Time frame for spiking IV bags

By: June 24th, 2010 Email This Post Print This Post

Q: Do you have a regulation regarding how long an IV bag should be spiked before using it? I can’t seem to find any info on this. The IV has no added medications.

A: Actually a new download recently added to the Tools page, “Infection prevention requirements in ASCs: A Q&A on CMS compliance, common pitfalls, and best practices,” addresses that topic specifically.

This document references US Pharmacopeia (USP 2008), A General Chapter <797> Pharmaceutical Compounding – Sterile Preparations, which addresses time limits for spiking IV bags.

In short, the USP <797> recommendations call for IV bags to be spiked no more than one hour of administration. If the IV is not used within an hour of spiking the back, the IV and tubing should be discarded.

However, an APIC position paper identifies this as controversial and unresolved issue. Since there is limited data on actual contamination in real practice and linking contamination with patient infection, APIC notes that recommending a definitive time frame is not feasible at this time. Therefore APIC recommends preparing IV bags “as close as possible to the time of administration,” but does not support advance preparation (i.e. the night before, or hours before) of immediate-use IV bags.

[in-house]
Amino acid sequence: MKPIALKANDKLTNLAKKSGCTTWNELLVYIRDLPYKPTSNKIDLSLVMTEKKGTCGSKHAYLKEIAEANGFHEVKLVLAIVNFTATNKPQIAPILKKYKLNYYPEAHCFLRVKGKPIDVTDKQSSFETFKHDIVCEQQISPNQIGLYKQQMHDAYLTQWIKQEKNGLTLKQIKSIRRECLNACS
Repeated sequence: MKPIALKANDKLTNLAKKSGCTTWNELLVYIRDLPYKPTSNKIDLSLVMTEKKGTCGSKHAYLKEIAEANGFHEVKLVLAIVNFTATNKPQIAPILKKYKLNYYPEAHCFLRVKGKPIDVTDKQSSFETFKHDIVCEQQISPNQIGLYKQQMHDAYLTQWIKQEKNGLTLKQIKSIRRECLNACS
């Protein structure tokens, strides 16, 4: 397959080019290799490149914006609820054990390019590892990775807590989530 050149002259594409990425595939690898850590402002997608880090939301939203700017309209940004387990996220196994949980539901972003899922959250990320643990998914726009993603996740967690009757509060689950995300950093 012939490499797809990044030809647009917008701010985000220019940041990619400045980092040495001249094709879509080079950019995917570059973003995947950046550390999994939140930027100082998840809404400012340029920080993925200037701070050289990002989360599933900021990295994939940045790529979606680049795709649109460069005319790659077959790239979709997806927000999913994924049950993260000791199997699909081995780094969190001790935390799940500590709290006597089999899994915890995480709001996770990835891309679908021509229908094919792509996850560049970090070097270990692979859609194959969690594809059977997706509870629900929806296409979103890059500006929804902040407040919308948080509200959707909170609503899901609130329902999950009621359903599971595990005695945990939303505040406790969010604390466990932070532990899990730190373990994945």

You can find more specific guidance on spiking IV bags by downloading the Q&A on the Tools page, or you can listen to the full webcast on CMS requirements for ASCs on-demand.

Comments

By antoinette mullan on June 18th, 2011 at 7:08 am

I am currently working in a Level One Trauma Center where the practice has been to have arterial lines and hot lines set-up ready to use for trauma cases. Are there any specific guidelines regarding this? I understand about preparing as close to administration as possible but when it comes to trauma you never know. Also, it would be more likely for our trauma patients to become infected from more from the “trauma” that occured (open fracture, dirty wounds, bullets, stabs, etc..) than from spiked lines. Looking forward to hearing your response.

 

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